(699d) Probing the Catalytically Active Phase of Cobalt Fischer-Tropsch Catalysts from First Principles: Predicting High Coverage Surface Hydroxyl Conformations Under Reaction Conditions

Collinge, G., Washington State University
Stampfl, C., University of Sydney
Kruse, N., Washington State University
McEwen, J. S., Washington State University

The reaction mechanism of
Fischer-Tropsch (FT) synthesis is a continual source of intrigue and debate.
While two classes of mechanisms have been proposed (namely, carbide vs.
CO-insertion), the composition and configuration of the catalytically active
phase has received a comparatively small amount of attention. Chemical transient
kinetic (CTK) experiments performed in our group on model Co FT catalysts have
yielded evidence for a CO-insertion mechanism, but just as importantly, these
experiments have also provided evidence for a "crowded" reactive
surface, where oxygen, hydrogen, and carbon bind to the surface of the catalyst
in quantities exceeding the monolayer limit [1]. Because of the considerable
delay in water formation in CTK experiments it is considered likely that the
catalytically active phase contains substantial amounts of surface hydroxyl
(OH). Such OH may therefore be considered a candidate precursor for
constructing the  "most abundant surface intermediate" ("masi")
necessary for inducing hydrocarbon chain lengthening. Irrespective of what the
mechanistic pathway for constructing the "masi" looks like, we
present here a DFT-based investigation of an OH-rich surface, anticipating that
such information will provide guidance for more complete mechanistic studies addressing
chain lengthening initiation and growth.  

By utilizing the Alloy Theoretic
Automated Toolkit (ATAT) [2,3] to generate a large variety of extended Co (111)
surfaces with different coverages and configurations of OH, we constructed a
large library of OH/Co(111) structures. The face centered cubic facet is chosen
because we wish to model smaller particle size Co, which typically transitions
from its native hcp phase to the fcc phase. From this library we find that
proximal OH have a large tendency to hydrogen bond as seen in Figure 1. These
structures are quite common in the calculations, which suggests they are likely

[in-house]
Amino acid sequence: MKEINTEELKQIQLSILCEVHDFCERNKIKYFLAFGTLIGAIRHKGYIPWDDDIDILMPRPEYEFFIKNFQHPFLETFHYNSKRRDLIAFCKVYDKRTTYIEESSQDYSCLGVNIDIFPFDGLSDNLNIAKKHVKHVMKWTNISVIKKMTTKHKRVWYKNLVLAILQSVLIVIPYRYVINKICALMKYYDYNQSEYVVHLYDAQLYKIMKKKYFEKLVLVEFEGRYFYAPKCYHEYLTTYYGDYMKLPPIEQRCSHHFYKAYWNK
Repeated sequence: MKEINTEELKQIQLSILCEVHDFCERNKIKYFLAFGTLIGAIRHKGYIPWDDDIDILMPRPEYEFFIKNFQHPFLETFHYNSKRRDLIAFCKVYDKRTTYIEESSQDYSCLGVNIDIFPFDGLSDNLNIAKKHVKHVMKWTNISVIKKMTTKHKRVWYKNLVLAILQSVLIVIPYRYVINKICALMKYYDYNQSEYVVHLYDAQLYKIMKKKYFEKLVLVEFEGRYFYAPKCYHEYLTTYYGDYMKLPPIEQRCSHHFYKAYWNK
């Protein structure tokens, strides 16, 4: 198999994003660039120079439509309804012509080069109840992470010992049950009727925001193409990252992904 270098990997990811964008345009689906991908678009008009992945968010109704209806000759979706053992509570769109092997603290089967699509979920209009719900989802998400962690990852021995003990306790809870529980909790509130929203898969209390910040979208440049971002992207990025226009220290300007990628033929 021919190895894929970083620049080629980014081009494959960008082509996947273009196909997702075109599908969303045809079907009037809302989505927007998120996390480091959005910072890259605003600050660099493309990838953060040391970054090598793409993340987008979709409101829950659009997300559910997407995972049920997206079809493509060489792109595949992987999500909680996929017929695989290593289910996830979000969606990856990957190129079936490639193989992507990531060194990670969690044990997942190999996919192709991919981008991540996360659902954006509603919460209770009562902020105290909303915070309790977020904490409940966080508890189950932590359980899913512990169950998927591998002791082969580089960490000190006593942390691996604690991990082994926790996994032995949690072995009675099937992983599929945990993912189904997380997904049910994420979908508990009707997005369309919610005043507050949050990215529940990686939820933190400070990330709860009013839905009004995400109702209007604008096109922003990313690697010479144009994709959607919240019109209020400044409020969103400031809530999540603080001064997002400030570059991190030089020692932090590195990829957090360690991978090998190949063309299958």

relevant to their stable surface phases. However, to actually test this notion,
a corresponding lattice gas (LG) model using these structures will be
constructed and subsequent grand canonical Monte Carlo simulations will be
performed. In this way, we will elucidate the nature of OH patches on Co
catalysts under FT synthesis conditions and their susceptibility to an
interaction with CO molecules. A prevalence of surface OH was previously
considered key in the CO dissociation on Co catalysts during FT [4], but may
also react with CO molecules to provide an oxygen- and hydrogen containing C1 "masi".
Perhaps more importantly, however, this result, combined with our previous CTK
evidence [1], suggests that modeling the FT reaction over purely metallic
Co—a common practice—is ill-advised if one wishes to properly test
the mechanism of the reaction

1. Example of predicted ground state structures of OH on Co(111) at 0.5 ML
(left panel) and 0.75 ML (right panel). All ground state structures below 0.5
ML do not exhibit hydrogen bonding and compression like that seen above.
However, all ground state structures above 0.5 ML do. Blue spheres are Co, red spheres
are O, and white spheres are H.


1. Schweicher,
J., A. Bundhoo, and N. Kruse, Hydrocarbon Chain Lengthening in Catalytic CO
Hydrogenation: Evidence for a CO-Insertion Mechanism. Journal of the American
Chemical Society, 2012. 134(39): p. 16135-16138.

2. van
de Walle, A., M. Asta, and G. Ceder, The Alloy Theoretic Automated Toolkit: A
User Guide. Calphad - Computer Coupling of Phase Diagrams and Thermochemistry,
2002. 26: p. 539-553.

3. van
de Walle, A. and G. Ceder, Automating First-Principles Phase Diagram
Calculations. Journal of Phase Equilibria, 2002. 23: p. 348.

4. Gunasooriya,
G.T.K.K., et al., Key Role of Surface Hydroxyl Groups in C–O Activation
during Fischer–Tropsch Synthesis. ACS Catalysis, 2016. 6: p. 3660-3664.